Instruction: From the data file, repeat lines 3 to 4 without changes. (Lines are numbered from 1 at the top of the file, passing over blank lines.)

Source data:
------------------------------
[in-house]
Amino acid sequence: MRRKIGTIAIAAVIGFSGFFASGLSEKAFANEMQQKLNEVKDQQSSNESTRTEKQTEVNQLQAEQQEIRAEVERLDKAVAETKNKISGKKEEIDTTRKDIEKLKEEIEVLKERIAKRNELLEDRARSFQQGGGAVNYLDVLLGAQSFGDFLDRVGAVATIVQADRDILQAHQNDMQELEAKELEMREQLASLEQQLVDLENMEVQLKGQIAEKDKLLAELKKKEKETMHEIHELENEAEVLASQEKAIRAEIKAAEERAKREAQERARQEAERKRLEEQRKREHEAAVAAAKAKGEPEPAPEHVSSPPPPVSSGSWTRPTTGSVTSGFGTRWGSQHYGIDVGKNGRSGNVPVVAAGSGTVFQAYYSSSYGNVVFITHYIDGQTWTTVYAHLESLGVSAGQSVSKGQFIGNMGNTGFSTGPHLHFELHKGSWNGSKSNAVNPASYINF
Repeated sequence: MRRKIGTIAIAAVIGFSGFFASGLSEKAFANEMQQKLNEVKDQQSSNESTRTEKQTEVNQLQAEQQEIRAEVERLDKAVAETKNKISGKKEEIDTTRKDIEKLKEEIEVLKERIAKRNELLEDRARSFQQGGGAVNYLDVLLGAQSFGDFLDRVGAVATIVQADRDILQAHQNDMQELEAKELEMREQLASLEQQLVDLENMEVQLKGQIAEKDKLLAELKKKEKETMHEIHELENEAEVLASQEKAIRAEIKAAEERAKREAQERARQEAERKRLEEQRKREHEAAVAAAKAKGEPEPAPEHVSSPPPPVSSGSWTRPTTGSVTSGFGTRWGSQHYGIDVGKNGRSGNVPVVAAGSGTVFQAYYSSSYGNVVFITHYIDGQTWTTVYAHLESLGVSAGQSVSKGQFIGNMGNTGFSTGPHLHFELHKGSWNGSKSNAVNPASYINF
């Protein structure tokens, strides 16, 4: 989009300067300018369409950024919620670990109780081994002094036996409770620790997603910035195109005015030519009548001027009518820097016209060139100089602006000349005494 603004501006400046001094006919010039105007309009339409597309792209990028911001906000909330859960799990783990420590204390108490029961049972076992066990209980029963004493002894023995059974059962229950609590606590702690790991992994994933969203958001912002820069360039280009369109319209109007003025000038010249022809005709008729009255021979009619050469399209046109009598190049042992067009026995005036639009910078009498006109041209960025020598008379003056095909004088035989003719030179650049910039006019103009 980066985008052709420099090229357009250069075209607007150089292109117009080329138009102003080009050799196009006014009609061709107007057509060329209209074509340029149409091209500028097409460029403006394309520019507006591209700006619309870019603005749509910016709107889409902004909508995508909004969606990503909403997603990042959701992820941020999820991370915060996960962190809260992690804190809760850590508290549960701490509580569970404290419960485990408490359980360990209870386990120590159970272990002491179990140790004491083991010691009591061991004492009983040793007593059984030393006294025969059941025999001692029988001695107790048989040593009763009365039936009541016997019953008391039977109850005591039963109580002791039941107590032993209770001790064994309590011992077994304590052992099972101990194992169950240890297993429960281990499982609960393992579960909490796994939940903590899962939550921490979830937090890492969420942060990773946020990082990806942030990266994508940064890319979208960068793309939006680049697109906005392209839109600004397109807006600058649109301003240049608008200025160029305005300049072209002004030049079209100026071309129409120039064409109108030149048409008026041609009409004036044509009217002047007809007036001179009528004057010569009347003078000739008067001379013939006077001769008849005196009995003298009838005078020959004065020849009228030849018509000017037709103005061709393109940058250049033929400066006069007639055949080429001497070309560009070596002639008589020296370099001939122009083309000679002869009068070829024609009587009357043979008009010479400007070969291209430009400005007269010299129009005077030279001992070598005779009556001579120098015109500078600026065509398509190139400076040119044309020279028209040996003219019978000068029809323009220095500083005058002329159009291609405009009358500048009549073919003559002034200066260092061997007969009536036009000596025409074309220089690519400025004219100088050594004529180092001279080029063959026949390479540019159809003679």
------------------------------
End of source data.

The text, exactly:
Repeated sequence: MRRKIGTIAIAAVIGFSGFFASGLSEKAFANEMQQKLNEVKDQQSSNESTRTEKQTEVNQLQAEQQEIRAEVERLDKAVAETKNKISGKKEEIDTTRKDIEKLKEEIEVLKERIAKRNELLEDRARSFQQGGGAVNYLDVLLGAQSFGDFLDRVGAVATIVQADRDILQAHQNDMQELEAKELEMREQLASLEQQLVDLENMEVQLKGQIAEKDKLLAELKKKEKETMHEIHELENEAEVLASQEKAIRAEIKAAEERAKREAQERARQEAERKRLEEQRKREHEAAVAAAKAKGEPEPAPEHVSSPPPPVSSGSWTRPTTGSVTSGFGTRWGSQHYGIDVGKNGRSGNVPVVAAGSGTVFQAYYSSSYGNVVFITHYIDGQTWTTVYAHLESLGVSAGQSVSKGQFIGNMGNTGFSTGPHLHFELHKGSWNGSKSNAVNPASYINF
């Protein structure tokens, strides 16, 4: 989009300067300018369409950024919620670990109780081994002094036996409770620790997603910035195109005015030519009548001027009518820097016209060139100089602006000349005494 603004501006400046001094006919010039105007309009339409597309792209990028911001906000909330859960799990783990420590204390108490029961049972076992066990209980029963004493002894023995059974059962229950609590606590702690790991992994994933969203958001912002820069360039280009369109319209109007003025000038010249022809005709008729009255021979009619050469399209046109009598190049042992067009026995005036639009910078009498006109041209960025020598008379003056095909004088035989003719030179650049910039006019103009 980066985008052709420099090229357009250069075209607007150089292109117009080329138009102003080009050799196009006014009609061709107007057509060329209209074509340029149409091209500028097409460029403006394309520019507006591209700006619309870019603005749509910016709107889409902004909508995508909004969606990503909403997603990042959701992820941020999820991370915060996960962190809260992690804190809760850590508290549960701490509580569970404290419960485990408490359980360990209870386990120590159970272990002491179990140790004491083991010691009591061991004492009983040793007593059984030393006294025969059941025999001692029988001695107790048989040593009763009365039936009541016997019953008391039977109850005591039963109580002791039941107590032993209770001790064994309590011992077994304590052992099972101990194992169950240890297993429960281990499982609960393992579960909490796994939940903590899962939550921490979830937090890492969420942060990773946020990082990806942030990266994508940064890319979208960068793309939006680049697109906005392209839109600004397109807006600058649109301003240049608008200025160029305005300049072209002004030049079209100026071309129409120039064409109108030149048409008026041609009409004036044509009217002047007809007036001179009528004057010569009347003078000739008067001379013939006077001769008849005196009995003298009838005078020959004065020849009228030849018509000017037709103005061709393109940058250049033929400066006069007639055949080429001497070309560009070596002639008589020296370099001939122009083309000679002869009068070829024609009587009357043979008009010479400007070969291209430009400005007269010299129009005077030279001992070598005779009556001579120098015109500078600026065509398509190139400076040119044309020279028209040996003219019978000068029809323009220095500083005058002329159009291609405009009358500048009549073919003559002034200066260092061997007969009536036009000596025409074309220089690519400025004219100088050594004529180092001279080029063959026949390479540019159809003679």